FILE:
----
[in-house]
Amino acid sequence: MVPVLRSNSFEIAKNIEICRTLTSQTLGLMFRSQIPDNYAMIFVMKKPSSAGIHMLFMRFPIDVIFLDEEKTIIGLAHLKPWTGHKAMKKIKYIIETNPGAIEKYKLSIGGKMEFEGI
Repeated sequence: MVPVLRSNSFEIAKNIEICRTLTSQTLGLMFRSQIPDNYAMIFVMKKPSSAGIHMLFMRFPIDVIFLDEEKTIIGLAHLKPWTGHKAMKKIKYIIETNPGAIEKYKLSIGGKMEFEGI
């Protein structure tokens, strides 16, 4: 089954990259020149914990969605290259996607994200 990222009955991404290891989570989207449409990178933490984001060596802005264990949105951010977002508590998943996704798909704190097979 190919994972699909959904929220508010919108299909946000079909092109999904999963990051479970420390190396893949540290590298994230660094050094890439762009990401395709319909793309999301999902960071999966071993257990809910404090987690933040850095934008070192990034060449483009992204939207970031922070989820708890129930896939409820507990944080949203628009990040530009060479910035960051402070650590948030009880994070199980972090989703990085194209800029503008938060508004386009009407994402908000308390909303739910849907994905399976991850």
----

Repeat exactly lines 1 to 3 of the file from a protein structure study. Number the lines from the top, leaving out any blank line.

[in-house]
Amino acid sequence: MVPVLRSNSFEIAKNIEICRTLTSQTLGLMFRSQIPDNYAMIFVMKKPSSAGIHMLFMRFPIDVIFLDEEKTIIGLAHLKPWTGHKAMKKIKYIIETNPGAIEKYKLSIGGKMEFEGI
Repeated sequence: MVPVLRSNSFEIAKNIEICRTLTSQTLGLMFRSQIPDNYAMIFVMKKPSSAGIHMLFMRFPIDVIFLDEEKTIIGLAHLKPWTGHKAMKKIKYIIETNPGAIEKYKLSIGGKMEFEGI